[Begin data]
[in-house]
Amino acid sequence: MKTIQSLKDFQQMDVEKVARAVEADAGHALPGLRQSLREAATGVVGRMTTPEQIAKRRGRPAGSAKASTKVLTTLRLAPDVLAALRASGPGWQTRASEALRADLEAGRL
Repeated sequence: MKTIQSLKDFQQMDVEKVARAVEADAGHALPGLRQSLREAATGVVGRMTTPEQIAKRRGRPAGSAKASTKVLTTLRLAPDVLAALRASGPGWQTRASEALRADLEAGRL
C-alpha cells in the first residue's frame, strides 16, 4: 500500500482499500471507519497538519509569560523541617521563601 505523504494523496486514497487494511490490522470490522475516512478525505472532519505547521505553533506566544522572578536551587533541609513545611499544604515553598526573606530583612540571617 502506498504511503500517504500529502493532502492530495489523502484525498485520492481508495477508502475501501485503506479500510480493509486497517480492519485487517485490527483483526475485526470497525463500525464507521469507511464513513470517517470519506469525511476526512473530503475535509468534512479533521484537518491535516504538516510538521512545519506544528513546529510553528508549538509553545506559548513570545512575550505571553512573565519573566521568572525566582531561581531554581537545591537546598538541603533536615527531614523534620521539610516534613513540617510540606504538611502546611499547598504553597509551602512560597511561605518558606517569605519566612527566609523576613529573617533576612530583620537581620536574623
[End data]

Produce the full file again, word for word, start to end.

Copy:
[in-house]
Amino acid sequence: MKTIQSLKDFQQMDVEKVARAVEADAGHALPGLRQSLREAATGVVGRMTTPEQIAKRRGRPAGSAKASTKVLTTLRLAPDVLAALRASGPGWQTRASEALRADLEAGRL
Repeated sequence: MKTIQSLKDFQQMDVEKVARAVEADAGHALPGLRQSLREAATGVVGRMTTPEQIAKRRGRPAGSAKASTKVLTTLRLAPDVLAALRASGPGWQTRASEALRADLEAGRL
C-alpha cells in the first residue's frame, strides 16, 4: 500500500482499500471507519497538519509569560523541617521563601 505523504494523496486514497487494511490490522470490522475516512478525505472532519505547521505553533506566544522572578536551587533541609513545611499544604515553598526573606530583612540571617 502506498504511503500517504500529502493532502492530495489523502484525498485520492481508495477508502475501501485503506479500510480493509486497517480492519485487517485490527483483526475485526470497525463500525464507521469507511464513513470517517470519506469525511476526512473530503475535509468534512479533521484537518491535516504538516510538521512545519506544528513546529510553528508549538509553545506559548513570545512575550505571553512573565519573566521568572525566582531561581531554581537545591537546598538541603533536615527531614523534620521539610516534613513540617510540606504538611502546611499547598504553597509551602512560597511561605518558606517569605519566612527566609523576613529573617533576612530583620537581620536574623